When the Israeli Defense Force (IDF) announced Thursday it was launching a ground offensive in Gaza, it did not specify in clear terms its scope, but a statement released by the Ministry indicated that it would have a familiar objective -- it would try to target tunnels that supply Hamas with the rockets it shoots into Israel.
"Dozens of terror tunnels are spread throughout the Gaza Strip, the majority of them constructed and utilised by Hamas," the IDF said.
There are two kinds of tunnels in Gaza: Those that lead to Egypt through Rafah, though many of them have been closed by the Egyptian military, and those that lead into Israel.
Israel has launched offensives in Gaza with similar goals before but has largely failed to stop Hamas from receiving rockets and other weapons via the tunnels. In comparison to past years, analysts said Hamas seems to be similarly equipped, indicating that Israel’s past offensives have not worked fully.
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In November 2012, the IDF and Hamas engaged in an eight-day battle in the Gaza Strip. Israel launched a military attack targeting Hamas leadership and control centers, as well as storage facilities. The offensive, like the one today, focused primarily on underground smuggling tunnels. During the eight-day period, Hamas fired 1,506 rockets at Israel, according to the IDF. Since the beginning of the most recent conflict 10 days ago, Hamas has fired more than 1,300. Israel has carried out nearly 2,000 airstrikes on Gaza.
An even closer look at the effectiveness of the Israeli offensives indicates that while the IDF destroys Hamas tunnels and control centers, the militant group always rebuilds them and re-stocks its weapons.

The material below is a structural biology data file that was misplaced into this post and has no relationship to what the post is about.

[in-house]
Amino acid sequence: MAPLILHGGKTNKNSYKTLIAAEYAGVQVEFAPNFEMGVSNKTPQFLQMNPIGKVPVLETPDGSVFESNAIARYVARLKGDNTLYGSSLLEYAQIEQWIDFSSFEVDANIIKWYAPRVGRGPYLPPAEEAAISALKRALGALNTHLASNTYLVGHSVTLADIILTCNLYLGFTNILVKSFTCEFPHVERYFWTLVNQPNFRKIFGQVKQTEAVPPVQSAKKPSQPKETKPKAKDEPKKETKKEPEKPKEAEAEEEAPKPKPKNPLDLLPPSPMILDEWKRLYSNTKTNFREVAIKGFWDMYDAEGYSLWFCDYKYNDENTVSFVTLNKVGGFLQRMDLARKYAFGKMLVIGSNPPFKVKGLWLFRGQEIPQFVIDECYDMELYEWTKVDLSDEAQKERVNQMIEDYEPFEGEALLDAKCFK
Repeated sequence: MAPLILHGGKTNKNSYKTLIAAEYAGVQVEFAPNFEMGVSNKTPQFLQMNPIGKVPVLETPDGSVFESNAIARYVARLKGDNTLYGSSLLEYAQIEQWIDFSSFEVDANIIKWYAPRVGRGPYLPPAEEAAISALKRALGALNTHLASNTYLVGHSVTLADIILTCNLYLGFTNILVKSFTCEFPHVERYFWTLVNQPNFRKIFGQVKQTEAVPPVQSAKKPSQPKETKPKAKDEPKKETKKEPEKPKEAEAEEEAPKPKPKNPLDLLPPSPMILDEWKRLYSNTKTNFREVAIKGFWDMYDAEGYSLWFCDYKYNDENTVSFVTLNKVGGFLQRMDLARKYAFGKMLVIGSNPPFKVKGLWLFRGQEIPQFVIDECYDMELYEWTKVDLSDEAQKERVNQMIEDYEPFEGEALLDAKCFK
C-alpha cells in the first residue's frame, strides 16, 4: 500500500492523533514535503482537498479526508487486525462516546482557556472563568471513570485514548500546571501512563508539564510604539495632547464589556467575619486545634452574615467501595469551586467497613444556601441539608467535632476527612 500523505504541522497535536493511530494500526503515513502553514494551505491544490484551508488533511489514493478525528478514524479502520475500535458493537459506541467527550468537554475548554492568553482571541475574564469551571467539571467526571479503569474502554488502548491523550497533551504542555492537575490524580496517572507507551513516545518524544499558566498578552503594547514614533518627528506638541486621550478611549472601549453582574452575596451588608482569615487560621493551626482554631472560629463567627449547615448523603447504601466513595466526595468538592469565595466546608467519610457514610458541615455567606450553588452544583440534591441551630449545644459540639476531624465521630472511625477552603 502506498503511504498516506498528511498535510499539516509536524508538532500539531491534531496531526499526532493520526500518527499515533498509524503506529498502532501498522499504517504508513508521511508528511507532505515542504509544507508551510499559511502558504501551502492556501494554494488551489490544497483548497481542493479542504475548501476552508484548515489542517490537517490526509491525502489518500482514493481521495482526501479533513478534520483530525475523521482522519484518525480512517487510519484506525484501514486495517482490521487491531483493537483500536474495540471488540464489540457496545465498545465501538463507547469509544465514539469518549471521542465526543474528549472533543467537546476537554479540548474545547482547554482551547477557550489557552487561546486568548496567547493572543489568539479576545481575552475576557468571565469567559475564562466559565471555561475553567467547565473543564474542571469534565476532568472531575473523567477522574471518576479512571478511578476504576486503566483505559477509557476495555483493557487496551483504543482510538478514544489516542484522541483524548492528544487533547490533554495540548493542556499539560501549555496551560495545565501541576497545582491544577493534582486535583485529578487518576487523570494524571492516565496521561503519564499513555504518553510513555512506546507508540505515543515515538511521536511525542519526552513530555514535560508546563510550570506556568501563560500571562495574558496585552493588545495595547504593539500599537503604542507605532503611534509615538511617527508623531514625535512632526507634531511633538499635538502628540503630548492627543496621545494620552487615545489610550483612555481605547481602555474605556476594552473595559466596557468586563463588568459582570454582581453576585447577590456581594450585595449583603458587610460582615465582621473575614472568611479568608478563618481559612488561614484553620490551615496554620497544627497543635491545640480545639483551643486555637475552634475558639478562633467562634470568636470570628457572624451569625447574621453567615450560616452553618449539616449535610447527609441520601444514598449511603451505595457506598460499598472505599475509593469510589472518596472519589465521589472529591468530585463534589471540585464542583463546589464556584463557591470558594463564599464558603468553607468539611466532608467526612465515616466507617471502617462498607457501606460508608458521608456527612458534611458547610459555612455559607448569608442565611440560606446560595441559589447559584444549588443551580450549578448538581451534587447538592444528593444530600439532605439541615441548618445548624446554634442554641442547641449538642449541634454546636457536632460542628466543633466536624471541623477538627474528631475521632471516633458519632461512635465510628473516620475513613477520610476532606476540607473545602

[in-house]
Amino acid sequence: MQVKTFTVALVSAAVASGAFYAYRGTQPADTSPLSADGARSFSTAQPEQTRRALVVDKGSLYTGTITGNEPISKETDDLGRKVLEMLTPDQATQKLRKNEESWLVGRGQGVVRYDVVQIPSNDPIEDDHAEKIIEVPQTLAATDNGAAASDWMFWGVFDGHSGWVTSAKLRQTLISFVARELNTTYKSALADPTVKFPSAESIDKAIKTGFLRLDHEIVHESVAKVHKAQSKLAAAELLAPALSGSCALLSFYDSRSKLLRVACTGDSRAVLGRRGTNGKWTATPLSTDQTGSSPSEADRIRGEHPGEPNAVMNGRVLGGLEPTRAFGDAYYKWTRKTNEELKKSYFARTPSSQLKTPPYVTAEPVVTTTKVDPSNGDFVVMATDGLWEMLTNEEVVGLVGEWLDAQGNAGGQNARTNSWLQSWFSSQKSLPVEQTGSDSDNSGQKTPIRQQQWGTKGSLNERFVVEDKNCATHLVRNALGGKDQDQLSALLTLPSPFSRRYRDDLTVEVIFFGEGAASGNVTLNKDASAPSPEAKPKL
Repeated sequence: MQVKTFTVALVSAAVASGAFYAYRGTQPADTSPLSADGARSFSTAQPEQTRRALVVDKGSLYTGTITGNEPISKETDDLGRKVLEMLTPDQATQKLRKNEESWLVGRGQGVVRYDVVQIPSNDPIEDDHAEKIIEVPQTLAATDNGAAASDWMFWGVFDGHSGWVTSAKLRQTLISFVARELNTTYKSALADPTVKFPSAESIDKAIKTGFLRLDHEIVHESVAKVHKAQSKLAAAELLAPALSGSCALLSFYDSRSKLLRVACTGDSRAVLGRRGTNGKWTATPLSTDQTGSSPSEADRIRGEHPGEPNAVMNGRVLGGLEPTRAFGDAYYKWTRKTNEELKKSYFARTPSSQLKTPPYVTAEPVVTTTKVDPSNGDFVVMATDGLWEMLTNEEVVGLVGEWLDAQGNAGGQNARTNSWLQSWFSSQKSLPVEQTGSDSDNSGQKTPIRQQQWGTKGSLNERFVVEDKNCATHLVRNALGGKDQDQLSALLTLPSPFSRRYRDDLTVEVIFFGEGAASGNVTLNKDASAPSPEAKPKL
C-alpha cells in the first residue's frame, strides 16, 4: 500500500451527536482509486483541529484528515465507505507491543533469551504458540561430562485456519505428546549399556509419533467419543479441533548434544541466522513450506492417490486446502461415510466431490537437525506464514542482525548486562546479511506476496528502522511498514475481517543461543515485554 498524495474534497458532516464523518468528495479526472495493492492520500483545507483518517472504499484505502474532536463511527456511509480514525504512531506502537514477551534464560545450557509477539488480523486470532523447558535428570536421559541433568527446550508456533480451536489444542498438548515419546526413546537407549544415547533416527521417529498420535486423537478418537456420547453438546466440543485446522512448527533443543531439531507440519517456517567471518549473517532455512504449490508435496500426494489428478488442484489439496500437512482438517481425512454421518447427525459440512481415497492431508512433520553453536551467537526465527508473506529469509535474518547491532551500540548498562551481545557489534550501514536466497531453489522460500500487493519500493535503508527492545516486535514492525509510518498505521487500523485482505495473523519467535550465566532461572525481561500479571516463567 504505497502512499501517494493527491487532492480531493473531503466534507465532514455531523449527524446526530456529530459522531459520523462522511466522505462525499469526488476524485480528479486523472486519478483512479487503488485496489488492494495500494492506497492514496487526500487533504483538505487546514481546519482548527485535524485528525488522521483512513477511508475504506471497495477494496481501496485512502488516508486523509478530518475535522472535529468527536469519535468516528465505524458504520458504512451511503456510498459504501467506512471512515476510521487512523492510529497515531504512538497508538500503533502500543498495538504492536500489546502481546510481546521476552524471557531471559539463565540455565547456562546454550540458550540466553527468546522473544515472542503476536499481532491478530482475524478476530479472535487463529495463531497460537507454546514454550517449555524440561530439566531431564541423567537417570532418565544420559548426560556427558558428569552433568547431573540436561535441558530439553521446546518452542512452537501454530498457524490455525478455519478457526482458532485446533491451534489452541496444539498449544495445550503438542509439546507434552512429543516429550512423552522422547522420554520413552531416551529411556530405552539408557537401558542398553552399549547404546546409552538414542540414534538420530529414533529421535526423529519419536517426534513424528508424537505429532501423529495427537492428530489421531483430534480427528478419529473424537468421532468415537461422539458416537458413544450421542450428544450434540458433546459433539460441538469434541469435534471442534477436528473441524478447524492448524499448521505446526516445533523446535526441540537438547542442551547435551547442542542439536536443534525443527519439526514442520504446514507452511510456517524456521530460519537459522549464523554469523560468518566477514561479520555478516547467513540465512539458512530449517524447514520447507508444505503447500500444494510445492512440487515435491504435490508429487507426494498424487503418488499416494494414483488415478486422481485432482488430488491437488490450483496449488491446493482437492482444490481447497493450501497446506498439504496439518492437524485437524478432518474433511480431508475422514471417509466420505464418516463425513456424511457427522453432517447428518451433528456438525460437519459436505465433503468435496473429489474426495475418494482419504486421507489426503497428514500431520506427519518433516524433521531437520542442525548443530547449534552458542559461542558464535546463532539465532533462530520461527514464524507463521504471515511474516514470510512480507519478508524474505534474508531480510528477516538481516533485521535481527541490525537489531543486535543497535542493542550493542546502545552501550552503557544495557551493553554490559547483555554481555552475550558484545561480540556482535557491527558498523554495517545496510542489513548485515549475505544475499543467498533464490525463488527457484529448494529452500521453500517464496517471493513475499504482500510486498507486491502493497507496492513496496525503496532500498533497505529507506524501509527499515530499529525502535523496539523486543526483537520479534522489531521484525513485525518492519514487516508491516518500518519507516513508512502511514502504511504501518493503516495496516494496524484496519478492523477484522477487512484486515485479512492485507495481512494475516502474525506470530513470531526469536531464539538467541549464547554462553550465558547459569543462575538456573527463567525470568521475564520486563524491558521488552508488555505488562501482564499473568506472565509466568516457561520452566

Elliot Abrams, a senior fellow at the Council on Foreign Relations, said in a press call Friday that in 2012 Hamas fired more than 2,500 rockets, but only 74 in 2013 -- an indication that Israel had successfully targeted the group’s smuggling tunnels during Operation Pillar Cloud in November 2012. According to the IDF, the military successfully targeted 66 tunnels during the offensive.
“Hamas is determined to import weapons from Iran and move [them] from Gaza to the West Bank,” Abrams said.
Iran has found ways to send Hamas rockets for years, mostly through Gaza’s tunnels from Egypt and Israel. The Israeli military has long worried about Iranian weapons, particularly rockets, reaching Gaza.
In a cable written following Israel’s Cast Lead Operation in 2008 by the U.S. Embassy in Tel Aviv, Maj. Gen. Dan Harel said the focus of the Israeli military in Gaza was part of a bigger campaign to address the issue of Iranian support to Hamas. He said Hamas had Chinese- and Iranian-made 122mm Grad rockets with a range of 30 kilometers (18.6 miles). He said the rockets came in four pieces and could fit through narrow tunnels to be reassembled in Gaza.
It is unclear if Hamas has obtained new, perhaps more powerful, weapons from Iran since the last Israeli invasion in Gaza. There have been several reports that Iran makes weapons specifically for Hamas that can fit through the tunnels easily, but there have been no reports that any new rockets would be more powerful. In March, the Israeli navy seized a ship in the Red Sea that allegedly held M302 rockets from Iran. M302 rockets have the ability to hit a target 100 miles away.
Despite Israel's attempts to destroy the tunnels, Abrams said that the Israeli military is not going "to be able to end forever the risk of attacks out of Gaza." Even international efforts to limit the flow of goods through the tunnels has failed, he said.
Under the Geroge W. Bush administration, the U.S. helped establish the Agreement on Movement and Access, a deal between Israel and the Palestinian Authority that set the rules for movement in and out of Gaza.
"It didn’t work at all," Abrams said. "It failed almost immediately." The tunnels continued to be used by not only civilians trying to import valuable goods into the strip, but by Hamas as well. For many, the tunnels provide the only source income for the Gazan economy. It serves as the strip's main trade route."